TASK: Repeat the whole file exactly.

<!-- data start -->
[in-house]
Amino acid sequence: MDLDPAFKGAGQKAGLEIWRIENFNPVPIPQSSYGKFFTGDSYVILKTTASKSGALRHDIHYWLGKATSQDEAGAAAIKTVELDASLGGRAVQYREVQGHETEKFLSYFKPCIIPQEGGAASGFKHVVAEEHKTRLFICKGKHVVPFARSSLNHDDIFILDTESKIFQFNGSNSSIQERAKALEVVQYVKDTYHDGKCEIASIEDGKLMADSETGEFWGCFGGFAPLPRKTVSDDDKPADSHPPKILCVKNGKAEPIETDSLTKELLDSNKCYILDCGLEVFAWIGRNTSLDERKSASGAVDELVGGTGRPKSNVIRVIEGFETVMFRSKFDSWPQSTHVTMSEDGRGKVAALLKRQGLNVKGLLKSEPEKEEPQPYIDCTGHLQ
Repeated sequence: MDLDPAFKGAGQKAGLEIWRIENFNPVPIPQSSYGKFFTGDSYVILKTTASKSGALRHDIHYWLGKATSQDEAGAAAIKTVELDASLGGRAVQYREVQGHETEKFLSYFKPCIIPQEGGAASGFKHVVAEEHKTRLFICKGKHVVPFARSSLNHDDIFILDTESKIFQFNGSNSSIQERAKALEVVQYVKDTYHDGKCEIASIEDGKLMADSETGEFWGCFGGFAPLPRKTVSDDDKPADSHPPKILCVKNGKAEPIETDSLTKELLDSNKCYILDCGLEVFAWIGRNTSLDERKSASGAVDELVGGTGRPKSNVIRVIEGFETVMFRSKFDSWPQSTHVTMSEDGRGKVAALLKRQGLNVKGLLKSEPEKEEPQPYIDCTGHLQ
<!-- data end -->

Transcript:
[in-house]
Amino acid sequence: MDLDPAFKGAGQKAGLEIWRIENFNPVPIPQSSYGKFFTGDSYVILKTTASKSGALRHDIHYWLGKATSQDEAGAAAIKTVELDASLGGRAVQYREVQGHETEKFLSYFKPCIIPQEGGAASGFKHVVAEEHKTRLFICKGKHVVPFARSSLNHDDIFILDTESKIFQFNGSNSSIQERAKALEVVQYVKDTYHDGKCEIASIEDGKLMADSETGEFWGCFGGFAPLPRKTVSDDDKPADSHPPKILCVKNGKAEPIETDSLTKELLDSNKCYILDCGLEVFAWIGRNTSLDERKSASGAVDELVGGTGRPKSNVIRVIEGFETVMFRSKFDSWPQSTHVTMSEDGRGKVAALLKRQGLNVKGLLKSEPEKEEPQPYIDCTGHLQ
Repeated sequence: MDLDPAFKGAGQKAGLEIWRIENFNPVPIPQSSYGKFFTGDSYVILKTTASKSGALRHDIHYWLGKATSQDEAGAAAIKTVELDASLGGRAVQYREVQGHETEKFLSYFKPCIIPQEGGAASGFKHVVAEEHKTRLFICKGKHVVPFARSSLNHDDIFILDTESKIFQFNGSNSSIQERAKALEVVQYVKDTYHDGKCEIASIEDGKLMADSETGEFWGCFGGFAPLPRKTVSDDDKPADSHPPKILCVKNGKAEPIETDSLTKELLDSNKCYILDCGLEVFAWIGRNTSLDERKSASGAVDELVGGTGRPKSNVIRVIEGFETVMFRSKFDSWPQSTHVTMSEDGRGKVAALLKRQGLNVKGLLKSEPEKEEPQPYIDCTGHLQ